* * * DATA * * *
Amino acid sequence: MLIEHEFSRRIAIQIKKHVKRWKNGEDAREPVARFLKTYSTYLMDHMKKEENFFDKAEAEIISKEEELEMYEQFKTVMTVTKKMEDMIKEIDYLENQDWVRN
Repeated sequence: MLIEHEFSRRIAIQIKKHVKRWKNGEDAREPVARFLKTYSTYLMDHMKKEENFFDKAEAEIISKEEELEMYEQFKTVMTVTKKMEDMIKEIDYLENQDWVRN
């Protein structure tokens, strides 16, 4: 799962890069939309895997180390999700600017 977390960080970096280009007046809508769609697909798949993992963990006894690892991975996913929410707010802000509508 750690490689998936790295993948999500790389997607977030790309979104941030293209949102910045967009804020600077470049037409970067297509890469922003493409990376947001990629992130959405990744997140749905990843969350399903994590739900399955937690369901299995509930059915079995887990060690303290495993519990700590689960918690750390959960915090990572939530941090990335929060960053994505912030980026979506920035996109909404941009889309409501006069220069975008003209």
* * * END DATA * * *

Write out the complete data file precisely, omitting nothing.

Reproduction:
Amino acid sequence: MLIEHEFSRRIAIQIKKHVKRWKNGEDAREPVARFLKTYSTYLMDHMKKEENFFDKAEAEIISKEEELEMYEQFKTVMTVTKKMEDMIKEIDYLENQDWVRN
Repeated sequence: MLIEHEFSRRIAIQIKKHVKRWKNGEDAREPVARFLKTYSTYLMDHMKKEENFFDKAEAEIISKEEELEMYEQFKTVMTVTKKMEDMIKEIDYLENQDWVRN
């Protein structure tokens, strides 16, 4: 799962890069939309895997180390999700600017 977390960080970096280009007046809508769609697909798949993992963990006894690892991975996913929410707010802000509508 750690490689998936790295993948999500790389997607977030790309979104941030293209949102910045967009804020600077470049037409970067297509890469922003493409990376947001990629992130959405990744997140749905990843969350399903994590739900399955937690369901299995509930059915079995887990060690303290495993519990700590689960918690750390959960915090990572939530941090990335929060960053994505912030980026979506920035996109909404941009889309409501006069220069975008003209």